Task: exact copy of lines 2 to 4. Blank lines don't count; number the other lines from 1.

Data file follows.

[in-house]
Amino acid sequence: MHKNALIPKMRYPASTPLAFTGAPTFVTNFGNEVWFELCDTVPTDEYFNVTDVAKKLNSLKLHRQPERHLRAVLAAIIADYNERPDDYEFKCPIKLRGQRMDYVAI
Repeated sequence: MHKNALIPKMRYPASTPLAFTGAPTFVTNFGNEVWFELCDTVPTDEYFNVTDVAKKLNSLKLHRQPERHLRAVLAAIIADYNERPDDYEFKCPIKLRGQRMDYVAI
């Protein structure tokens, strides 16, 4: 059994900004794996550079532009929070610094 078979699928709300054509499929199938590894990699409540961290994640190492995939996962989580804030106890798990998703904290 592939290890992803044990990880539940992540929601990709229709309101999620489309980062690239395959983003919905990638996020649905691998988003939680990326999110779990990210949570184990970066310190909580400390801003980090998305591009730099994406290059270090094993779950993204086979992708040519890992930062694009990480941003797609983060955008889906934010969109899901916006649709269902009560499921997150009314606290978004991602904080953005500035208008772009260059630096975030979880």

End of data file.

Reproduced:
Amino acid sequence: MHKNALIPKMRYPASTPLAFTGAPTFVTNFGNEVWFELCDTVPTDEYFNVTDVAKKLNSLKLHRQPERHLRAVLAAIIADYNERPDDYEFKCPIKLRGQRMDYVAI
Repeated sequence: MHKNALIPKMRYPASTPLAFTGAPTFVTNFGNEVWFELCDTVPTDEYFNVTDVAKKLNSLKLHRQPERHLRAVLAAIIADYNERPDDYEFKCPIKLRGQRMDYVAI
């Protein structure tokens, strides 16, 4: 059994900004794996550079532009929070610094 078979699928709300054509499929199938590894990699409540961290994640190492995939996962989580804030106890798990998703904290 592939290890992803044990990880539940992540929601990709229709309101999620489309980062690239395959983003919905990638996020649905691998988003939680990326999110779990990210949570184990970066310190909580400390801003980090998305591009730099994406290059270090094993779950993204086979992708040519890992930062694009990480941003797609983060955008889906934010969109899901916006649709269902009560499921997150009314606290978004991602904080953005500035208008772009260059630096975030979880």